The 12 people killed after a man opened fire at the Virginia Beach Municipal Center in Virginia on Friday included decades-long employees of the city, officials said.
Their identities were released by City Manager Dave Hansen at a news conference on Saturday. "They leave a void that we will never be able to fill," he said.
Four others remained hospitalized on Saturday, three in critical condition and one in fair condition, authorities said.
A police officer was among the injured in the shooting, but the officer is doing well, having been saved by wearing a bulletproof vest, according to police.
Among those who died was Robert "Bobby" Williams, from Chesapeake. He was the longest-serving employee among the victims, having worked as a special projects coordinator for 41 years.
Laquita C. Brown, from the nearby city of Chesapeake, had been a right of way agent in the city's public works department for 4-1/2 years. She was the kind of person who would bring in cupcakes when people were having bad days at work and was never in a bad mood, said Danielle Cyr DeFrias, a friend who worked with her at a previous job.
"She lit up the office every single day," said DeFrias, who described Brown as a "bright spot in just about everybody's day.
"She was a very kind, loving soul who cared about her friends and family," DeFrias continued, adding Brown was very close to her mother and was a devout Jehovah's witness.
DeFrias said one of her last conversations with Brown came after DeFrias' brother died.
"She sat down with me and was very sympathetic and encouraging," DeFrias said. "She gave me such a feeling of encouragement and peace in a very sad time."
Other public works employees included Tara Welch Gallagher, from Virginia Beach, who served as an engineer for six years. Alexander Mikhail Gusev, also from Virginia Beach, worked as a right-of-way agent for nine years.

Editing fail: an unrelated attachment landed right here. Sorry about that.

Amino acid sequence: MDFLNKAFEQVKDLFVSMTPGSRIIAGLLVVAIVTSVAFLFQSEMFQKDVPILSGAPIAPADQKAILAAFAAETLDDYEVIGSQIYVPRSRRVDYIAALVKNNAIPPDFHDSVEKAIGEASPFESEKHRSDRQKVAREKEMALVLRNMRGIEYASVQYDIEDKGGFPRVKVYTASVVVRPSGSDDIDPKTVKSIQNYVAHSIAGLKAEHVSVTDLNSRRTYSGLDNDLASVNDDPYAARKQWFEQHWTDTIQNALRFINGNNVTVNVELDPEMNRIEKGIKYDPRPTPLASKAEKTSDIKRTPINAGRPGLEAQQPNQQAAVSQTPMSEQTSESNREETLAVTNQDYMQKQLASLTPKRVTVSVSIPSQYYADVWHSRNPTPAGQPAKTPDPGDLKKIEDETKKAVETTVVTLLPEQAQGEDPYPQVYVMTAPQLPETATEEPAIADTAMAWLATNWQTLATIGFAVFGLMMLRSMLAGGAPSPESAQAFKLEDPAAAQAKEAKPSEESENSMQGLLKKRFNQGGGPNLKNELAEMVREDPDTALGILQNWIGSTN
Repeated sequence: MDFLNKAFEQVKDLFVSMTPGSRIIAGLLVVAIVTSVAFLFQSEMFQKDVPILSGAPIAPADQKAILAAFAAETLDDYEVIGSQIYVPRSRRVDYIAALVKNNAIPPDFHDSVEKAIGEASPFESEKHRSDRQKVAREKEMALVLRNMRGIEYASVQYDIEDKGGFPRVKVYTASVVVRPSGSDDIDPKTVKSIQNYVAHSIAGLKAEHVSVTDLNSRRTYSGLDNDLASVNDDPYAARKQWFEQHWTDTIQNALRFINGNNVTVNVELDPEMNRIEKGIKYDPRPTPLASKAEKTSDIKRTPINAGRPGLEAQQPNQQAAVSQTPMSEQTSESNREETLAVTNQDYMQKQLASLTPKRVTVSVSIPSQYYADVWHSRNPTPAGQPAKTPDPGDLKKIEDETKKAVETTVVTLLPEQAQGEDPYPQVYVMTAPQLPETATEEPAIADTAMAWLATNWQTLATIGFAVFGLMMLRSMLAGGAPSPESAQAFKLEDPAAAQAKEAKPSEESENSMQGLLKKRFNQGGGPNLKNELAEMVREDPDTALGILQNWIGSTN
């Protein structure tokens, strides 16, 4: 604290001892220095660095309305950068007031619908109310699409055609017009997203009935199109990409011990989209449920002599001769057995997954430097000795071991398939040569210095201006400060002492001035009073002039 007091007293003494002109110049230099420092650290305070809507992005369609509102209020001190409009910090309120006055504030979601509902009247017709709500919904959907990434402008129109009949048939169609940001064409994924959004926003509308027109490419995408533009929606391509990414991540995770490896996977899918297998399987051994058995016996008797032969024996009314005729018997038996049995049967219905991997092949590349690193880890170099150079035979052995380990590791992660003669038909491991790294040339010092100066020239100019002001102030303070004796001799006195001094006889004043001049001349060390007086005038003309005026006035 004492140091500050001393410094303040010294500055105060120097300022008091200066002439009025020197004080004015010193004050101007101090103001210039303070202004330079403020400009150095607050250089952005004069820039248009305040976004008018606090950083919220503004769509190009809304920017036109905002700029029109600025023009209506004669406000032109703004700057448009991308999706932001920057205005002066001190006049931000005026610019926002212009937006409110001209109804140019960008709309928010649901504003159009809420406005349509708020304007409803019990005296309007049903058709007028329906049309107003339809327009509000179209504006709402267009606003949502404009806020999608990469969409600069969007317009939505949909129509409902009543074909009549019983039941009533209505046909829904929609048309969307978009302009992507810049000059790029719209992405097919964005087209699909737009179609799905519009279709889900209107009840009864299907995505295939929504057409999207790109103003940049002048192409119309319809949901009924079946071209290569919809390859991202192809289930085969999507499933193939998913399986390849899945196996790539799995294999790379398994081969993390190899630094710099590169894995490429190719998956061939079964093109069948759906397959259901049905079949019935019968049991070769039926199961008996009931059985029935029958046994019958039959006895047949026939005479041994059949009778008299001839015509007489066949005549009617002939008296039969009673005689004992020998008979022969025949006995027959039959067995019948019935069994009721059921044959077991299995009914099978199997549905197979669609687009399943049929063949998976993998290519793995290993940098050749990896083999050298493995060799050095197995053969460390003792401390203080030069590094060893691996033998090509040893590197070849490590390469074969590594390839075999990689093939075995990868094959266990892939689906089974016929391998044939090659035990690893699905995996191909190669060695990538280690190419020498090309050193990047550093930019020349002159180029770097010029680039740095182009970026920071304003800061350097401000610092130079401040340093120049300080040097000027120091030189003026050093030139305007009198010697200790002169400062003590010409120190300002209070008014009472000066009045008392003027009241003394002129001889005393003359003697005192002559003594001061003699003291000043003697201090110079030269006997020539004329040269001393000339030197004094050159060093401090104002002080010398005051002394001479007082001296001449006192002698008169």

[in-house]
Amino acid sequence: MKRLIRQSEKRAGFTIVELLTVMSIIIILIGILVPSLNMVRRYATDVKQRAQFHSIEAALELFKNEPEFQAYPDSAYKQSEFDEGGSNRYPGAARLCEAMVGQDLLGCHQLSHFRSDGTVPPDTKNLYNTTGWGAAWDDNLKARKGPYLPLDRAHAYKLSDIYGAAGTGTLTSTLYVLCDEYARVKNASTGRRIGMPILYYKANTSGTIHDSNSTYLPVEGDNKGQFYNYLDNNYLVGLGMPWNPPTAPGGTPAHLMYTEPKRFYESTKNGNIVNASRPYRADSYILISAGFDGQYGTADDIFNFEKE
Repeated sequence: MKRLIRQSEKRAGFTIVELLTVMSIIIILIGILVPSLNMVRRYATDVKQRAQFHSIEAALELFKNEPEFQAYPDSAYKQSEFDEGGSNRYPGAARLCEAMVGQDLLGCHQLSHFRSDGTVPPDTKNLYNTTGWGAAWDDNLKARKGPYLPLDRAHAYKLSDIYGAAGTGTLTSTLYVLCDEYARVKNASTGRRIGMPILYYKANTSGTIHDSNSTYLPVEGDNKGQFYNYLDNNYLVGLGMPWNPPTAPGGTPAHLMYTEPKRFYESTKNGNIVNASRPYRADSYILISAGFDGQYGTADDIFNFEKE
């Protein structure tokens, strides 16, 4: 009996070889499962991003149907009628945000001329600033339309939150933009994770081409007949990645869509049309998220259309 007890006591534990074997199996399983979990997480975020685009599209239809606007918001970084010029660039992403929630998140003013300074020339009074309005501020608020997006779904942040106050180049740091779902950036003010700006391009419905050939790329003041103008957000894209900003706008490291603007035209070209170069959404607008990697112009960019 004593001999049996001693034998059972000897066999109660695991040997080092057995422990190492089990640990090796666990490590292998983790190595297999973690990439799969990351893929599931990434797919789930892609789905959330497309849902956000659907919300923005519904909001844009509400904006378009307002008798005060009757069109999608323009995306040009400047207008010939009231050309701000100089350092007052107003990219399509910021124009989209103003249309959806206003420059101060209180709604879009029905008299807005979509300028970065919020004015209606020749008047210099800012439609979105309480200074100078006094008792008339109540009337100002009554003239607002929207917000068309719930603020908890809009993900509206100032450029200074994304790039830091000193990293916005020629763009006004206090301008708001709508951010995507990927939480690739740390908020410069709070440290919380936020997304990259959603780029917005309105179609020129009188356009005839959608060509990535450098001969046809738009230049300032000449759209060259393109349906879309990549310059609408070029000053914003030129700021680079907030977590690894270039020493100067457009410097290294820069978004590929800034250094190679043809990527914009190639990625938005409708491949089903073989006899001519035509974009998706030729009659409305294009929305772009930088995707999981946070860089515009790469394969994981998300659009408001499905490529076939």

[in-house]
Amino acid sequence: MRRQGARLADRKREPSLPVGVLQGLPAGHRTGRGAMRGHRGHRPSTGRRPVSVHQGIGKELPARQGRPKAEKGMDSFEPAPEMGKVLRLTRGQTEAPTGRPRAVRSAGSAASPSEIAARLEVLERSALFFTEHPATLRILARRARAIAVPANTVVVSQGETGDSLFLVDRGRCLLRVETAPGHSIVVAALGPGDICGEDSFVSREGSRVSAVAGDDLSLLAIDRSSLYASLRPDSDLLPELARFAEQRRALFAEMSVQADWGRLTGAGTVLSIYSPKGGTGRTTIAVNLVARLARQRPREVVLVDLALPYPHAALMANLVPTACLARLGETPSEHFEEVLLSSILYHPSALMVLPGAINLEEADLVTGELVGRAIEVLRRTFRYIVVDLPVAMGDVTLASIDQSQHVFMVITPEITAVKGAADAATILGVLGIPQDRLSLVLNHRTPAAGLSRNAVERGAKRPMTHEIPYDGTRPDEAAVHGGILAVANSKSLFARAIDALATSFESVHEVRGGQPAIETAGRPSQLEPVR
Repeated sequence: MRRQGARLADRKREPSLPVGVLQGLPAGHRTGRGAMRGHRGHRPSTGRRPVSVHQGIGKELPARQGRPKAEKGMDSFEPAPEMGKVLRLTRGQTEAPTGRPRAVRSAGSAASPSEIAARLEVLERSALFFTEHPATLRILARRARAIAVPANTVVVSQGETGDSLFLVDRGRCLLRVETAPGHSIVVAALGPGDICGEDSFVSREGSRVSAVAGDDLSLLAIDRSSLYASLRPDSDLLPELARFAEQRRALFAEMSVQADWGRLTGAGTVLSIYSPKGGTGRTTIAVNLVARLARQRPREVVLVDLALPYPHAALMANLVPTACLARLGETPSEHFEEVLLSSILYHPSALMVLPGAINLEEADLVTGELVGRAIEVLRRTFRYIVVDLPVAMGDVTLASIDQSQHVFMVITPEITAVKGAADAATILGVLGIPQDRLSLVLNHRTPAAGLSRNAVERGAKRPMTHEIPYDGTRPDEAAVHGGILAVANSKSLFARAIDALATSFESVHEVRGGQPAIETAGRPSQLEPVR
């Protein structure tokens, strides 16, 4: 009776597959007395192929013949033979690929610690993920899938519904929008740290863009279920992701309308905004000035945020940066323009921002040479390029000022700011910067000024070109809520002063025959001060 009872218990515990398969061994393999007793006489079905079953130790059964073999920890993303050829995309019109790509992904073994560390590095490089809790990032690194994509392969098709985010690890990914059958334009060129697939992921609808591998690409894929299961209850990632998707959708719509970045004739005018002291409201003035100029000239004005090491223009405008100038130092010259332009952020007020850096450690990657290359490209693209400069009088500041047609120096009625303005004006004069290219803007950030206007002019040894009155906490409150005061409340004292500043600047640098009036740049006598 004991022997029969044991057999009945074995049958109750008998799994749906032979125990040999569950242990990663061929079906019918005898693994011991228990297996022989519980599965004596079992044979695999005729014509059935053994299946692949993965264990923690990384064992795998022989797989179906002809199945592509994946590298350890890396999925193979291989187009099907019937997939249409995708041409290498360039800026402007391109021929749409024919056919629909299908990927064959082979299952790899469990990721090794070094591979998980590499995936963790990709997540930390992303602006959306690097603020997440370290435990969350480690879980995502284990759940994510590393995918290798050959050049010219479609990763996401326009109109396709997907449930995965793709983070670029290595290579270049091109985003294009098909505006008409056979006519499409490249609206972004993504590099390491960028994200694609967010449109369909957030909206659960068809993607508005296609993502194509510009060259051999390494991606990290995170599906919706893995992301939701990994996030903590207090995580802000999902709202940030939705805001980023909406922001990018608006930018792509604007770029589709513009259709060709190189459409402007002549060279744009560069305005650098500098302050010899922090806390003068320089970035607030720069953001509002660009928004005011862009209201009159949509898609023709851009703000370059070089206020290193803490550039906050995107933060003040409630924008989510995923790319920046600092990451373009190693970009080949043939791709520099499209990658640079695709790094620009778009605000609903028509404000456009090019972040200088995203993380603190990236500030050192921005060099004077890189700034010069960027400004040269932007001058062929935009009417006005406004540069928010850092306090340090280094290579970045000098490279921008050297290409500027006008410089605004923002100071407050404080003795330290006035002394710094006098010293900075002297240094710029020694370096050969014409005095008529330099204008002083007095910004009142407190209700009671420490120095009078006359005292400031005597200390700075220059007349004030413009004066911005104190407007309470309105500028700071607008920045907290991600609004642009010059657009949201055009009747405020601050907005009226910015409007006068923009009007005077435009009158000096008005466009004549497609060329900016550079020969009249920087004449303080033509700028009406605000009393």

Christopher Kelly Rapp, an engineer from Powhatan, worked for the department for only 11 months, while Mary Louise Gayle, from Virginia Beach, served as a right-of-way agent for 24 years.
Katherine A. Nixon, from Virginia Beach, had been an engineer within the public utilities department for a decade. Richard H. Nettleton, from Norfolk, was also an engineer in the department for 28 years.
Nettleton always wore a jacket and tie to work and was a devoted husband a father, said Bob Sciacchitano, who knew Nettleton through the Hampton Roads Planning District Commission and considered him a longtime friend.
Other Virginia Beach residents killed in the public utilities office included Ryan Keith Cox, an account clerk for over 12 years; Joshua O. Hardy, an engineering technician for over four years; and Michelle "Missy" Langer, who worked as an administrative assistant for 12 years.
Herbert "Bert" Snelling, a contractor from Virginia Beach who was at the municipal building for a permit, was the only one among the 12 killed who was not an employee of the city.
Support is being provided to the families of victims as well as other city employees who were affected by the shooting, Hansen said.
The suspect, who was a longtime employee of the city, fired shots in every room of the building except for the basement, Virginia Beach police Chief James A. Cervera said at Saturday's news conference.
Cerver previously said that the shooter used a semi-automatic handgun and had multiple extended magazines. He also had a suppressor that muffles the sound of gunfire. On Saturday, Cerver said additional weapons were found at the scene and at the suspect's home.
The suspect was killed after being shot during what Cervera described as a "long-term gun battle" with police.
The motive behind the shooting is under investigation, he said.
Four people who were seriously injured in the attack continue remained hospitalized on Saturday morning. "A lot of us have said a lot of prayers that we are able to pull them through," Hansen said.
A police officer who was also injured is doing well, having been saved by wearing a bulletproof vest, according to Cervera.